by Ian Fraser
Hong Kong urgently needs to become a more broadly-based financial center if it is to avoid losing out as China internationalizes its economy, Li Xiaojia (Charles), chief executive of Hong Kong Exchanges and Clearing has warned.
Speaking at a breakfast event at the Asian Financial Forum on 14 January, Li said that for the past 30 years, Hong Kong has benefited hugely from its proximity to China, and from China's "slow opening" to the world. But he said the former British colony was now at significant risk, especially if "China changes too fast." As a conduit for trade, foreign direct investment, and capital market formation, Hong Kong has traditionally helped channel capital into the People's Republic of China, enabling it to grow and modernize its economy.
Born in Beijing in 1961, Li is a former journalist on the English language China Daily. He is also a U.S. qualified lawyer, a former chief executive of Merrill Lynch China and a former chairman of Morgan Stanley China. He became the first person from mainland China to lead the Hong Kong stock exchange when he took his current position in December 2009.
Now that capital is flowing out of China, Li warned Hong Kong is vulnerable. "Hong Kong is not ready [to ensure] that we are the destination of that capital." He highlighted weaknesses in fixed income, currencies, commodities, and derivatives, adding that "unless you offer that, you are not a true financial center." He argued that Hong Kong - which became a special administrative region of China 15 years ago - had only a narrow "window" to build expertise and presence in these areas. However he admitted they are "much harder to deliver that than equities."
Li said that as the renminbi becomes a convertible currency over the next five to ten years, there will be a surge in demand for services to manage exchange rate risk and interest rate risk. "Imagine the volatility [that renminbi liberalization] is going to create in the global markets, and the opportunity for financial institutions in that trend. But [Hong Kong] is not ready, and we need to race against the clock."
There was a real risk that Hong could be "surpassed" and even become redundant if it does not offer such services fast enough. The implication seemed to be that, if Hong Kong gets this wrong, its shiny cluster of skyscrapers overlooking the fragrant harbour in the South China Sea may become an Ozymandian relic.
Lawrence Lau, chairman of the Hong Kong subsidiary of Chinese sovereign wealth fund, the China Investment Corporation, said Hong Kong ought to be seeking IPOs from across the Asia-Pacific region and Africa, and that it must develop a corporate bond market. He suggested Hong Kong should capitalise on its common law legal system in order to develop into a reinsurance center. Lau argued that the tax advantages that Hong Kong could offer, including no taxation of dividends or capital gains, gave it a "tremendous advantage" in servicing China and other countries in the Asian region.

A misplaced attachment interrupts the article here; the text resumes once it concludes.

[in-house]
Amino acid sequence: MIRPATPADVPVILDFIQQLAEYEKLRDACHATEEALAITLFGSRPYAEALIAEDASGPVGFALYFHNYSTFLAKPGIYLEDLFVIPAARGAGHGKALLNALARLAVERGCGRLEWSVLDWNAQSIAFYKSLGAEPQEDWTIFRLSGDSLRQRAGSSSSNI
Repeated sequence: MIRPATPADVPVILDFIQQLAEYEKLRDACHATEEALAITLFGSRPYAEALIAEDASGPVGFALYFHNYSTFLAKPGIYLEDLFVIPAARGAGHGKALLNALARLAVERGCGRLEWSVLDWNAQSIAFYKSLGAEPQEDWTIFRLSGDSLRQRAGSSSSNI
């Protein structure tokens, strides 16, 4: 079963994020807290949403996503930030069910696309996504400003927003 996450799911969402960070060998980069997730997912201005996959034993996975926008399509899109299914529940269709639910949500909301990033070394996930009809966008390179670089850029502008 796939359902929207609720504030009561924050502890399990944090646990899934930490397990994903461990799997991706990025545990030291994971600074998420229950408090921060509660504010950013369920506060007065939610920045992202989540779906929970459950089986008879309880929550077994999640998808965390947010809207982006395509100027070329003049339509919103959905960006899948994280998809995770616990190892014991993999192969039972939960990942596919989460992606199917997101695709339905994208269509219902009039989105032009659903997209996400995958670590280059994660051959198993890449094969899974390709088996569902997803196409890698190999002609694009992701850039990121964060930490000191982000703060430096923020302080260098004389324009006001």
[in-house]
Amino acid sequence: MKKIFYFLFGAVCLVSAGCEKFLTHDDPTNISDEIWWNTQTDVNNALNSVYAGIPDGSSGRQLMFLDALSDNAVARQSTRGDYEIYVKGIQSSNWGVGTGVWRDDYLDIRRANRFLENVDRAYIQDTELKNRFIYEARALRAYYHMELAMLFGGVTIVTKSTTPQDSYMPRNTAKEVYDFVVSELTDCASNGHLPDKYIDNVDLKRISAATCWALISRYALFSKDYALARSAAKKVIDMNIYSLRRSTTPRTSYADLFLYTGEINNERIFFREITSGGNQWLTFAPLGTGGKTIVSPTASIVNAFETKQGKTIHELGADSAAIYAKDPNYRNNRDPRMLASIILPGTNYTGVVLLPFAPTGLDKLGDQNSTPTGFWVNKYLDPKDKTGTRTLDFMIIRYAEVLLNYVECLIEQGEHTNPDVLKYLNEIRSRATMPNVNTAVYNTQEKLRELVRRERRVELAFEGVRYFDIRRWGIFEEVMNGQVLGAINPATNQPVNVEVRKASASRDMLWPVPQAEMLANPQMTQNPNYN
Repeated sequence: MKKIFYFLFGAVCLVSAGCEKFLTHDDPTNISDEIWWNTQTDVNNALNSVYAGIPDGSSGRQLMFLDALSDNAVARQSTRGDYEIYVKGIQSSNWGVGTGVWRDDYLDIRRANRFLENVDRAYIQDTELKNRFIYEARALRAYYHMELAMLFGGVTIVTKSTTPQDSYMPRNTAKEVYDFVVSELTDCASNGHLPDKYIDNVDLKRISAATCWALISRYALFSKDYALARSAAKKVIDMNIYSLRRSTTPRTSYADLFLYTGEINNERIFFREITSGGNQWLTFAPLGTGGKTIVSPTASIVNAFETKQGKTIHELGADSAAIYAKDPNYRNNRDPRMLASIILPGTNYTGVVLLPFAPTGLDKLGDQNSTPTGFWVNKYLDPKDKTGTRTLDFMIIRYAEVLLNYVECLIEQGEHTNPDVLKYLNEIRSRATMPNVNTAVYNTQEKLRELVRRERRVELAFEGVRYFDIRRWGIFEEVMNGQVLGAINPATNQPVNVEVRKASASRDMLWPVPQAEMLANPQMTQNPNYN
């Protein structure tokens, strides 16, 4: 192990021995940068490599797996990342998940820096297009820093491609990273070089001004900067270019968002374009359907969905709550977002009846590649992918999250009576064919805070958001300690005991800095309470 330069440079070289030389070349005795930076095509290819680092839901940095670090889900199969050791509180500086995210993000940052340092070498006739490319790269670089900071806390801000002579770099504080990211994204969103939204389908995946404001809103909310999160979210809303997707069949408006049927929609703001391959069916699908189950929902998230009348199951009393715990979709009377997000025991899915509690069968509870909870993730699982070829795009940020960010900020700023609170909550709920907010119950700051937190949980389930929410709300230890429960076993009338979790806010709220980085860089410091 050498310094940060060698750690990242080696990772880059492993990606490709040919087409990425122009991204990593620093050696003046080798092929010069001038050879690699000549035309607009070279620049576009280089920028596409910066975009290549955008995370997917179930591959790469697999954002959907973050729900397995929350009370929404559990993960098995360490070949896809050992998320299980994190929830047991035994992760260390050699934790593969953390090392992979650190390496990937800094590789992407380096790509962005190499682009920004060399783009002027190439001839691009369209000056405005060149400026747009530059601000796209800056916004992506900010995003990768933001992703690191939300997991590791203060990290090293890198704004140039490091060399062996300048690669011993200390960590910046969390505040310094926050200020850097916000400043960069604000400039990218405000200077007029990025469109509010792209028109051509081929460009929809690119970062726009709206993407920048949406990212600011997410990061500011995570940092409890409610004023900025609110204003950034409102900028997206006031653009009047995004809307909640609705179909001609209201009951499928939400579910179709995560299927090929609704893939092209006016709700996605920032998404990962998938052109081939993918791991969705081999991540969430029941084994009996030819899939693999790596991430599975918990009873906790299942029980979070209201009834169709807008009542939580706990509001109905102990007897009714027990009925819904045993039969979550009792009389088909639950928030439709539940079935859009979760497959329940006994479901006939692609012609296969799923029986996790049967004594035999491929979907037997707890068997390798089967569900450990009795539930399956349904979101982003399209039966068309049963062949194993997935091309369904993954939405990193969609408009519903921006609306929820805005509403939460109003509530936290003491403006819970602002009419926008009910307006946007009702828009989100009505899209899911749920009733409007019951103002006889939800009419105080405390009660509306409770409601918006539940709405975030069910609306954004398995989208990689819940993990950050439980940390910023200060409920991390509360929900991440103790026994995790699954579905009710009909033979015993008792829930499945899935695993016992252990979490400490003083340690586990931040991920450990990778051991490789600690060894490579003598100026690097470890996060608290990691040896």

John Rice, CEO of General Electric's (NYSE:GE) Global Growth and Operations division, an American who has been based in Hong Kong for three years, told the event that Hong Kong has "a well-deserved reputation for global commerce, earned over a long period of time. But there is no guarantee that will continue going forward." He said Hong Kong must, as a matter or urgency, tackle pollution. He said GE is now unable to persuade young managers with children to relocate to Beijing, because of the levels of pollution in the Chinese capital. "Hong Kong needs to be careful [about pollution]. If it is not, the expats of the future will end up going someplace else." Lau argued that another problem facing Hong Kong is education. He said that only 20% of the S.A.R.'s 18-22-year-olds go to university or college, and that in terms of proficiency in the English language mainland China is catching up very quickly.
Li added "for fixed income and currencies to take off in Hong Kong, we need to form the right partnership with China. We need to position ourselves as long-term partners as opposed to offering a rival brand. If you do that, they'll try to shoot you down [especially as they try to internationalize]." He compared China to an "exploding ball", and Hong Kong needs to remain on the edge "exploding into the international market."
Ian Fraser travelled to Hong Kong as a guest of the Hong Kong Trade Development Council.